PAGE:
by Jacques Pepin
Publisher Times Books (December 12, 1976)
ISBN 10: 0812906101
ISBN 13: 978-0812906103
This is a companion volume to Pepin’s La Methode, which I will review in a future installment of Cookbook of the Day. Both volumes can now be purchased in one volume, but I’ll discuss each one separately.
This was the first of the two volumes and it’s exactly as the title describes – all about technique. It starts with holding the knife and finishes with making Cheveaux d’Ange (angel hair). No, angel hair doesn’t refer to pasta, but rather sugar gossamer “angel’s hair” used to decorate elaborate desserts.
There are recipes scattered throughout but only recipes that require use of a technique to accomplish. Filled with step-by-step matter-of-fact black and white photographs, Pepin takes you through the basics of breaking down a chicken, shucking clams and oysters, making terrines, poaching eggs and even folding napkins.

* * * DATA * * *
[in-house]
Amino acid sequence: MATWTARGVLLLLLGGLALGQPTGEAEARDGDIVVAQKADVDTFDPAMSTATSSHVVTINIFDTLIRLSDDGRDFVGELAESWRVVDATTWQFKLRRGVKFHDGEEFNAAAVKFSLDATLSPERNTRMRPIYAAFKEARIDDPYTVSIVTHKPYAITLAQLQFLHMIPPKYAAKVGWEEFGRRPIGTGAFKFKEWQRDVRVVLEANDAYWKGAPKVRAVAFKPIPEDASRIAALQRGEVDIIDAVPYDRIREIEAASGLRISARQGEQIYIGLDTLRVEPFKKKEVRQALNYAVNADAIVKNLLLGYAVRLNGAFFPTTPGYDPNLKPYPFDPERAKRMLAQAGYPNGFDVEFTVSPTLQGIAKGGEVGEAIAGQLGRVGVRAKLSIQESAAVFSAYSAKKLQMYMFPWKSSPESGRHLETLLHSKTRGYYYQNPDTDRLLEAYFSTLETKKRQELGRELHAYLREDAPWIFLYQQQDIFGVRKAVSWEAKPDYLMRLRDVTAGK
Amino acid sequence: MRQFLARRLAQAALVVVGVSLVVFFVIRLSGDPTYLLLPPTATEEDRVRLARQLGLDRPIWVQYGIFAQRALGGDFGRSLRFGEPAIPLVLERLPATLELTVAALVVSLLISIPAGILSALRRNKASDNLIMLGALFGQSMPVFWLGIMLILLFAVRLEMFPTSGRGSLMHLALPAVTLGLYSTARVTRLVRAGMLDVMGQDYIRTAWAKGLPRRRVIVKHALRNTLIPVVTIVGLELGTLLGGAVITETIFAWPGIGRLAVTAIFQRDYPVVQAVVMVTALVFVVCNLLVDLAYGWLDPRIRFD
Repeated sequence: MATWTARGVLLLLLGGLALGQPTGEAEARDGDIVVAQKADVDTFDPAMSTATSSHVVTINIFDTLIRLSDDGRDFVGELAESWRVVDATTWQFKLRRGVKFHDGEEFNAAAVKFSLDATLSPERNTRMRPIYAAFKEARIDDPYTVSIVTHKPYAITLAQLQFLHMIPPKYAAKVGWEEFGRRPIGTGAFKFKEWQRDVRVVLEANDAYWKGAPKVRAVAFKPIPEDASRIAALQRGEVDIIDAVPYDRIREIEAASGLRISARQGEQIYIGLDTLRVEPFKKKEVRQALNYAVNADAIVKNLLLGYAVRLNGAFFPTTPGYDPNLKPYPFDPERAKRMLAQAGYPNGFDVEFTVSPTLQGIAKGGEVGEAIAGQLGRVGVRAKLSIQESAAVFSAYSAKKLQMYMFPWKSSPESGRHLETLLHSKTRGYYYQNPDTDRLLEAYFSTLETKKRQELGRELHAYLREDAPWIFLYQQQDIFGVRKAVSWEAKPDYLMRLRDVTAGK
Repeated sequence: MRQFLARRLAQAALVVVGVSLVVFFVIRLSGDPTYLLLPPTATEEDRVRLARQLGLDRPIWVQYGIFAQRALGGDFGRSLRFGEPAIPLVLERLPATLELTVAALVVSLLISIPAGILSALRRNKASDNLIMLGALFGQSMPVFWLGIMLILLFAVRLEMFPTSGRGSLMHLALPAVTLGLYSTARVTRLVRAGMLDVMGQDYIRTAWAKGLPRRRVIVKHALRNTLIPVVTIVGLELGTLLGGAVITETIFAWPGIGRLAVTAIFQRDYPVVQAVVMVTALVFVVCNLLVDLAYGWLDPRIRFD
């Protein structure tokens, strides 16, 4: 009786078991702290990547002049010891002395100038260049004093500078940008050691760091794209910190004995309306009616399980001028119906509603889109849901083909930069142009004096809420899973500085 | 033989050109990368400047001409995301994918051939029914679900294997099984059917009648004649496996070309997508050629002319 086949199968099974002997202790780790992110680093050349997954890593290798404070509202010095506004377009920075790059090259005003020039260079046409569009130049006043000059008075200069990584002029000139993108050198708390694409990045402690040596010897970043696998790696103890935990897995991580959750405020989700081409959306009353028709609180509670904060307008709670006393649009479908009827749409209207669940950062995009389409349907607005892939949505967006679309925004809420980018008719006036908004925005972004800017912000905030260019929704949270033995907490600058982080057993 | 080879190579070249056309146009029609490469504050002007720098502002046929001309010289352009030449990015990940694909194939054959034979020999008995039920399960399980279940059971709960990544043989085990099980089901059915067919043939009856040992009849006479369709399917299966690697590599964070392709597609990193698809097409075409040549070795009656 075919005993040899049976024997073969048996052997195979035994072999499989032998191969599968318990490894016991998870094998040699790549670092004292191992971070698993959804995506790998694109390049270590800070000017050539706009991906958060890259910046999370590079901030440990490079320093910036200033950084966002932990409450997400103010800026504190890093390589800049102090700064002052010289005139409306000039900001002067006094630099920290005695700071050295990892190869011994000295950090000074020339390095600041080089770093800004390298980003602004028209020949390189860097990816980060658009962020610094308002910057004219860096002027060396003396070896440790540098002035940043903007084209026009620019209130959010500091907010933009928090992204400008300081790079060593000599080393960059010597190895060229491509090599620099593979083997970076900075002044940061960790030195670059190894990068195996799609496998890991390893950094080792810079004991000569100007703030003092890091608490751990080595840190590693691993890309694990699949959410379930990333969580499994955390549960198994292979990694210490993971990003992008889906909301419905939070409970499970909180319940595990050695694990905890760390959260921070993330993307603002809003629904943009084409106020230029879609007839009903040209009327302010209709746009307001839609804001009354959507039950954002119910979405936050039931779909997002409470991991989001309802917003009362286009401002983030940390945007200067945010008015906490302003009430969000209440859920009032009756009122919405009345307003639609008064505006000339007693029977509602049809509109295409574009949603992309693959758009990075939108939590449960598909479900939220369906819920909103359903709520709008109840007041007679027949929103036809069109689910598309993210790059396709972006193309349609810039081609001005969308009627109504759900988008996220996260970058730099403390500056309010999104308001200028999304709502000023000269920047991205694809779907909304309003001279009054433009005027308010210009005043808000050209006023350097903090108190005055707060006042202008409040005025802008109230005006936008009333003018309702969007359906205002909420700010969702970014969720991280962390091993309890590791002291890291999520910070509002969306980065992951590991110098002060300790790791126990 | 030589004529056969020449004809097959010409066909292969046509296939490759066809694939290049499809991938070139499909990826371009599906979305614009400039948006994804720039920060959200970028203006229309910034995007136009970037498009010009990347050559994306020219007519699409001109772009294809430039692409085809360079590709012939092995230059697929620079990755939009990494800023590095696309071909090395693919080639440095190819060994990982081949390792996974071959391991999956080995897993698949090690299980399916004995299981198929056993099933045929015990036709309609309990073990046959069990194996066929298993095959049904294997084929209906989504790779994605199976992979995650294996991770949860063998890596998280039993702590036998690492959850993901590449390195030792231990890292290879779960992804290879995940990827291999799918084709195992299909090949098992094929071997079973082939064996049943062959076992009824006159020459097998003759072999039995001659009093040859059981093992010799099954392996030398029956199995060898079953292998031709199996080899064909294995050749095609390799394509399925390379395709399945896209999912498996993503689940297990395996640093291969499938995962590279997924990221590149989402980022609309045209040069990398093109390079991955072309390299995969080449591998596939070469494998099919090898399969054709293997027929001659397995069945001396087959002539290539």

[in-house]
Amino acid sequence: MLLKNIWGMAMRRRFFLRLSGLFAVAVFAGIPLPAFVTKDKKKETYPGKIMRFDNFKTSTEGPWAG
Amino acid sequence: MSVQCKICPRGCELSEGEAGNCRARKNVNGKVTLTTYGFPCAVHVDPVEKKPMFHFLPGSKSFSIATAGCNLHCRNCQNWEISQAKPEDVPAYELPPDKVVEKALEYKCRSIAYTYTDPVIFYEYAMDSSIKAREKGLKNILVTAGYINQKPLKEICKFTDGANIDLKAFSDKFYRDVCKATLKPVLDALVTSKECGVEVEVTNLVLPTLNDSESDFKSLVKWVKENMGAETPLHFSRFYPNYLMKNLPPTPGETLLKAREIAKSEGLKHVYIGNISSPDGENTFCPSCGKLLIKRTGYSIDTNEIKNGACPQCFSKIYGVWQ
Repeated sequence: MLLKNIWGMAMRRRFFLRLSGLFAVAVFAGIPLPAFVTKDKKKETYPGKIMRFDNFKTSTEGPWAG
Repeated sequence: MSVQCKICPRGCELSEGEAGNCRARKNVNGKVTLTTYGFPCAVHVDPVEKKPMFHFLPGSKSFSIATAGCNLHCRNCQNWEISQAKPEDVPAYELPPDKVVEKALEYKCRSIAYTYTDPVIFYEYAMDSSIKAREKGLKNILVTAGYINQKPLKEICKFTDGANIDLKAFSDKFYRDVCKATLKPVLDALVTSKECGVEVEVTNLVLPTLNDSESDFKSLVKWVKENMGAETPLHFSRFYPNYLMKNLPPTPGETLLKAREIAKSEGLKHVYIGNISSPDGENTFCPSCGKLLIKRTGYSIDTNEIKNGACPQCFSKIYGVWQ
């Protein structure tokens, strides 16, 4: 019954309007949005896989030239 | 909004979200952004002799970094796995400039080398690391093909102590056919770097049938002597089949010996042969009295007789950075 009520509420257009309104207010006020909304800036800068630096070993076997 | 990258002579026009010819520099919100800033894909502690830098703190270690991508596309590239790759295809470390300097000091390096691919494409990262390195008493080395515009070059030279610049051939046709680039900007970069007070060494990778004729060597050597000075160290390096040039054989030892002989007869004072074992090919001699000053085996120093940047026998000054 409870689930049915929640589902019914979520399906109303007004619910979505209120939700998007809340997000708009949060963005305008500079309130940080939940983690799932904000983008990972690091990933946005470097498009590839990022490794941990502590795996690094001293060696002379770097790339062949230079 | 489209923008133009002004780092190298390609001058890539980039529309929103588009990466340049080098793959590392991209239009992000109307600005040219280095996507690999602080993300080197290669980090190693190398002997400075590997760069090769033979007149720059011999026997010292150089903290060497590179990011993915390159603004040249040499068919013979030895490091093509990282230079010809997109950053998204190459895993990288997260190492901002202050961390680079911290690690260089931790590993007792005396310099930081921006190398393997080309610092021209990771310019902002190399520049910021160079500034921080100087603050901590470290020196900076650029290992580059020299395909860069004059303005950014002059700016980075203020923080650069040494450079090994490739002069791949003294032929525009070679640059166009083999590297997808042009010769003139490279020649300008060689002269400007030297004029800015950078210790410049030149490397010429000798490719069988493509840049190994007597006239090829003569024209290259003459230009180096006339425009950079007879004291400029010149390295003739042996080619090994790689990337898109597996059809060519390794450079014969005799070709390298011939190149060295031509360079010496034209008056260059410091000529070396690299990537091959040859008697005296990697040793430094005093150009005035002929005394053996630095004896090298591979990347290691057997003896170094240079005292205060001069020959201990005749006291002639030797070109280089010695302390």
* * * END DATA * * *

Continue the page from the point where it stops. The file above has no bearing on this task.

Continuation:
This was one of the first really practical volumes on technique that clearly showed the American chef step-by-step how to replicate the results of the top chefs of the world. It, along with its sister volume, is really a foundation book for any kitchen library. You should pick up the new combined edition if possible, but you can also find the two books in both hardback and paperback in selected used book stores. My copy of La Technique is hardback, while my copy of La Methode is in paperback. I don’t mind at all.
A confetti version of Cheveaux d’Ange – imagine that it’s made of sugar and sits atop some elaborately constructed gateaux.